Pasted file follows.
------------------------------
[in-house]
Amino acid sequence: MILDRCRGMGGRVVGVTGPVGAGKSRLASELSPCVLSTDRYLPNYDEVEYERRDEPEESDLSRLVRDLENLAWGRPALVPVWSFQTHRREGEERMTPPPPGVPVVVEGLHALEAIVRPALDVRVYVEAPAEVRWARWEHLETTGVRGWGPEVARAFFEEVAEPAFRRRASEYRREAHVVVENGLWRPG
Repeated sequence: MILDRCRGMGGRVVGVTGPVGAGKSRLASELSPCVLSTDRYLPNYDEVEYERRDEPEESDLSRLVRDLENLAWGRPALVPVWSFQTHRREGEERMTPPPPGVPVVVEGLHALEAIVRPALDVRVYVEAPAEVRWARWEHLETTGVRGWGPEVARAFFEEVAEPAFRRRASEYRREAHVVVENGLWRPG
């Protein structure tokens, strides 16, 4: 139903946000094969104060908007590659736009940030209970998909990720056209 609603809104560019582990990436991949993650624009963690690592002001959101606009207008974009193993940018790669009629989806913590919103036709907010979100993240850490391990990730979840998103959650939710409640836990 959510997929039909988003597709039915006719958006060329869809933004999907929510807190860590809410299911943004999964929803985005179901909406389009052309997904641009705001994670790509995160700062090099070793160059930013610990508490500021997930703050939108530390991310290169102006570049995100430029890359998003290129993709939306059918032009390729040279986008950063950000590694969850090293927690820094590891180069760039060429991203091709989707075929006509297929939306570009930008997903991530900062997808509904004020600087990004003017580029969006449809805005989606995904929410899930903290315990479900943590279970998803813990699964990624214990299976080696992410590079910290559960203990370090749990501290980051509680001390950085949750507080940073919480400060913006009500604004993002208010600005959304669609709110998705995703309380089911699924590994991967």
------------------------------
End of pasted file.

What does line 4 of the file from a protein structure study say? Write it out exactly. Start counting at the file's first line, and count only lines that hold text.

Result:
């Protein structure tokens, strides 16, 4: 139903946000094969104060908007590659736009940030209970998909990720056209 609603809104560019582990990436991949993650624009963690690592002001959101606009207008974009193993940018790669009629989806913590919103036709907010979100993240850490391990990730979840998103959650939710409640836990 959510997929039909988003597709039915006719958006060329869809933004999907929510807190860590809410299911943004999964929803985005179901909406389009052309997904641009705001994670790509995160700062090099070793160059930013610990508490500021997930703050939108530390991310290169102006570049995100430029890359998003290129993709939306059918032009390729040279986008950063950000590694969850090293927690820094590891180069760039060429991203091709989707075929006509297929939306570009930008997903991530900062997808509904004020600087990004003017580029969006449809805005989606995904929410899930903290315990479900943590279970998803813990699964990624214990299976080696992410590079910290559960203990370090749990501290980051509680001390950085949750507080940073919480400060913006009500604004993002208010600005959304669609709110998705995703309380089911699924590994991967």